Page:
Tuesday, February 12, 2013

Unsung!: They Might Be Giants

Most of you have probably figured out by now that Mssrs. Bromley and Riske are more than merely my lovers – they are my role models when it comes to film criticism. Much like those gentlemen’s reviews of Side Effects and The ABC’s of Death, this review of They Might Be Giants offers only a qualified recommendation. That officially makes it “Mixed Bag” Week here at F This Movie! (Take that as you will.)

They Might Be Giants is a little gift from the 1970s, when movies were… different. The Seventies may have been the last time when filmmakers were free to pursue their own visions (for good or ill), and studios were willing to back what they hoped would be the next big thing. This was before genre films all shared the same themes, the same beats, and the same casts. Of course, the Seventies produced a mammoth amount of self-indulgent, pretentious nonsense as well. They Might Be Giants perilously skirts that line between “inspired” and “insipid,” between “swell” and “swill,” and between “giant” and “giant miscalculation.”

THE PLOT IN BRIEF: Following the death of his wife, retired judge Justin Playfair (George C. Scott) begins to believe that he is Sherlock Holmes. His brother, who has racked up huge gambling debts, wants to have Justin declared incompetent so he can gain access to Justin’s fortune. He takes Justin to a psychiatric institute for evaluation; his case is assigned to Dr. Mildred Watson (Joanne Woodward). Atypical Seventies hijinks ensue. The audience learns something very deep about the human condition. Or not.
George C. Scott turns in a terrific comedic performance here, the equal to his work in Dr. Strangelove. Scott was a gifted comic actor; I wonder why he was not given the chance to show off this gift more often. I think Scott’s performance as Native American John Rainbird in Firestarter was a comedic performance; it’s just that Scott didn’t bother to tell anybody. (A quick check of the IMDb reminded me of Scott’s tour-de-force performance in Movie Movie, another largely unseen gem that will surely be the topic of an upcoming column.) Scott’s performance, alas, is the best thing in They Might Be Giants; pity the filmmakers could not manufacture a better film to surround and support it.

Joanne Woodward, who plays Dr. Watson, is an underrated actress who, after winning the Oscar in 1957 for The Three Faces of Eve, married Paul Newman and became subsumed by his fame – it is too bad that she was then known chiefly as “the wife of Paul Newman.”

Watching They Might Be Giants, I was surprised to see how many familiar faces show up in bit and character parts: Jack Gilford (Catch-22 AND Crackerjack television commercials), James Tolkan (Back To The Future AND Problem Child 2), Rue McClanahan (The Golden Girls television series AND Starship Troopers), M. Emmet Walsh (Blade Runner AND Snow Dogs), F. Murray Abraham (Amadeus AND Muppets From Space), Paul Benedict (This is Spinal Tap AND Mandingo). One of the hidden pleasures of many lesser-known Seventies films is that they gave a bevy of New York’s best character actors a day or two of work.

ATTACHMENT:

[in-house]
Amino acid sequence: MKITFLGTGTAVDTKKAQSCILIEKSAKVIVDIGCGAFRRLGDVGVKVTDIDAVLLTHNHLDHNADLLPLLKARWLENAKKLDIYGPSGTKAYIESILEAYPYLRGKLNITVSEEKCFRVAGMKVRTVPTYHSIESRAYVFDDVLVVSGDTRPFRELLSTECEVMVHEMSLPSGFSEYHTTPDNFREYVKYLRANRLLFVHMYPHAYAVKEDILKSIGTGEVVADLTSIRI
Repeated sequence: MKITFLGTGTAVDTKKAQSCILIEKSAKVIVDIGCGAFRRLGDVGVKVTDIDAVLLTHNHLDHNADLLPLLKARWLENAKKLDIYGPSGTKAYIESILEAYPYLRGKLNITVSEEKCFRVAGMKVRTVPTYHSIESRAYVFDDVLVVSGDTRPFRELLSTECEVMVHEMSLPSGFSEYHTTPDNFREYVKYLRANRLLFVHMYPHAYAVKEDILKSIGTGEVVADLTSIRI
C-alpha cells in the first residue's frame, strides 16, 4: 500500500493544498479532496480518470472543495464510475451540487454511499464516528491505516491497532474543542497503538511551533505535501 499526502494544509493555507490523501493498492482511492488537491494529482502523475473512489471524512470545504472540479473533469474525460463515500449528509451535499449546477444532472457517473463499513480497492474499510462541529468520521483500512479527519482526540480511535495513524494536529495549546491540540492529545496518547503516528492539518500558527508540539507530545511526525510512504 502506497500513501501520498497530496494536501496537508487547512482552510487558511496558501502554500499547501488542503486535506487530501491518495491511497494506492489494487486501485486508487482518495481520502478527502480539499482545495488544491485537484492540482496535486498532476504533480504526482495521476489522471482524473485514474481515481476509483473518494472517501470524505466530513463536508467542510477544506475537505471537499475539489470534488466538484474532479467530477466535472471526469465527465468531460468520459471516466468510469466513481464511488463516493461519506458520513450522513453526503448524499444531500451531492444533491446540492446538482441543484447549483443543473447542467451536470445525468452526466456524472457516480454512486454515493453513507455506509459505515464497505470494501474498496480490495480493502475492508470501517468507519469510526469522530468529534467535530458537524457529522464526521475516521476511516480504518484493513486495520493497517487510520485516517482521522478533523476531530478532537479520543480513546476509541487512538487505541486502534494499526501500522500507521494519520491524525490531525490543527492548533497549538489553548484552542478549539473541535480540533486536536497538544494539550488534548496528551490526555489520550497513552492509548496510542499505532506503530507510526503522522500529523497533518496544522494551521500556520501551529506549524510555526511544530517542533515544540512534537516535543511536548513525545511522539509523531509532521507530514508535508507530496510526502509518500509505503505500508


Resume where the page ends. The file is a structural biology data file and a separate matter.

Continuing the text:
They Might Be Giants is based on an unproduced play, and it shows. Oddly, it is the scenes that are most “stage bound” that work the best in the movie – the extended dialogue scenes between Scott and Woodward. These scenes work because they are about something: the nature of justice, the nature of delusion, or the nature of mystery and inquiry. During another wonderful scene in the reading room of the New York Public Library, Jack Gilford delivers a delightful monologue about secretly wishing he was the Scarlet Pimpernel.

The other scenes in the movie are obvious examples of the filmmakers trying to OPEN IT UP, as they used to say, and it is here where the film goes awry. A long “parade” near the end of the film, featuring many of the characters the two leads have encountered earlier in the film, seems particularly half-baked – a nod to the work of Fellini with no clear purpose in this particular narrative, not to mention that it goes on FOREVER. A later scene in a grocery store seems like a confused attempt to satirize consumerism in a film that has heretofore shown no interest whatsoever in this theme.

We have spoken of this phenomenon before. Half of the film wants to be one thing, and the other half (the shitty half) want to be another. We wind up with two films fighting each other for supremacy. This fight ends in a draw. The small stuff between Scott and Woodward works; the BIG ABSTRACT IDEA stuff fails spectacularly. Spabstractular!
I like the film’s conclusion. It features one of the Seventies’ most odious gifts to moviemaking: the ambiguous ending. Here, though, it works. The audience leaves the theater discussing a mystery (in this case, the mystery of what the fuck that ending MEANS), following a film that was itself full of mysteries and clues. Of course, I may be wrong – it may be one more sad case of confused filmmakers throwing their hands in the air (metaphorically) and telling the audience, “You figure it out.”

Ultimately, you should see They Might Be Giants for George C. Scott’s spot-on and funny performance. But you should also seek out this film BECAUSE of its messiness, its partially-formed notions, and its willingness to be extremely foolish. Modern films are so pasteurized, so homogenized, and so safe; they have had all their sharp corners polished off. They Might Be Giants is a film with sharp corners.

I like sharp corners.

They Might Be Giants
is unfortunatly out of print on the DVD (used copies go for between $65 and $150 on the Ebays), but IS available on the Netflix Instant Streaming and (broken up into nine little bite-size pieces) on the YouTubes.

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